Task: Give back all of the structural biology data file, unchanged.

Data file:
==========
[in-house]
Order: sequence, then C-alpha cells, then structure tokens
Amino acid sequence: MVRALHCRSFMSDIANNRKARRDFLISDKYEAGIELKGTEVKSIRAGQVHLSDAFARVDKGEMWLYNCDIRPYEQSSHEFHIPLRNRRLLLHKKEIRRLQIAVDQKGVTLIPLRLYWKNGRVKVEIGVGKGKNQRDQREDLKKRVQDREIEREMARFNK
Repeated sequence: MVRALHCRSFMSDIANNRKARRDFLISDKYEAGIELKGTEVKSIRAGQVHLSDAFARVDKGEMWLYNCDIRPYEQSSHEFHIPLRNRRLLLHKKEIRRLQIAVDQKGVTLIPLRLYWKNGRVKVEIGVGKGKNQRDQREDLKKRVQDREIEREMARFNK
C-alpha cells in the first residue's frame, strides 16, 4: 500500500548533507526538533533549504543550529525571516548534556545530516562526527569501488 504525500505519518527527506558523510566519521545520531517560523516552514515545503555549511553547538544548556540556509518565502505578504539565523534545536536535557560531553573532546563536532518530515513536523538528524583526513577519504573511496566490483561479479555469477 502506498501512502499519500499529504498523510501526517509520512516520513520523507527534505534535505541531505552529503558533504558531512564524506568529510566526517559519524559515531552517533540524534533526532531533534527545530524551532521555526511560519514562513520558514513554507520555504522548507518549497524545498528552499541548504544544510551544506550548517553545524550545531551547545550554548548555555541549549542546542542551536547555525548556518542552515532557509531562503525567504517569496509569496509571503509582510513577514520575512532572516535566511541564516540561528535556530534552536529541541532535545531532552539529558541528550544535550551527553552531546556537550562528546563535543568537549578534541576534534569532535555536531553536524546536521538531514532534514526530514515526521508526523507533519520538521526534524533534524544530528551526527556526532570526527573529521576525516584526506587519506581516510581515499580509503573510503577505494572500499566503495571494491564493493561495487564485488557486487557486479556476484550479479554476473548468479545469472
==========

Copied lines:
[in-house]
Order: sequence, then C-alpha cells, then structure tokens
Amino acid sequence: MVRALHCRSFMSDIANNRKARRDFLISDKYEAGIELKGTEVKSIRAGQVHLSDAFARVDKGEMWLYNCDIRPYEQSSHEFHIPLRNRRLLLHKKEIRRLQIAVDQKGVTLIPLRLYWKNGRVKVEIGVGKGKNQRDQREDLKKRVQDREIEREMARFNK
Repeated sequence: MVRALHCRSFMSDIANNRKARRDFLISDKYEAGIELKGTEVKSIRAGQVHLSDAFARVDKGEMWLYNCDIRPYEQSSHEFHIPLRNRRLLLHKKEIRRLQIAVDQKGVTLIPLRLYWKNGRVKVEIGVGKGKNQRDQREDLKKRVQDREIEREMARFNK
C-alpha cells in the first residue's frame, strides 16, 4: 500500500548533507526538533533549504543550529525571516548534556545530516562526527569501488 504525500505519518527527506558523510566519521545520531517560523516552514515545503555549511553547538544548556540556509518565502505578504539565523534545536536535557560531553573532546563536532518530515513536523538528524583526513577519504573511496566490483561479479555469477 502506498501512502499519500499529504498523510501526517509520512516520513520523507527534505534535505541531505552529503558533504558531512564524506568529510566526517559519524559515531552517533540524534533526532531533534527545530524551532521555526511560519514562513520558514513554507520555504522548507518549497524545498528552499541548504544544510551544506550548517553545524550545531551547545550554548548555555541549549542546542542551536547555525548556518542552515532557509531562503525567504517569496509569496509571503509582510513577514520575512532572516535566511541564516540561528535556530534552536529541541532535545531532552539529558541528550544535550551527553552531546556537550562528546563535543568537549578534541576534534569532535555536531553536524546536521538531514532534514526530514515526521508526523507533519520538521526534524533534524544530528551526527556526532570526527573529521576525516584526506587519506581516510581515499580509503573510503577505494572500499566503495571494491564493493561495487564485488557486487557486479556476484550479479554476473548468479545469472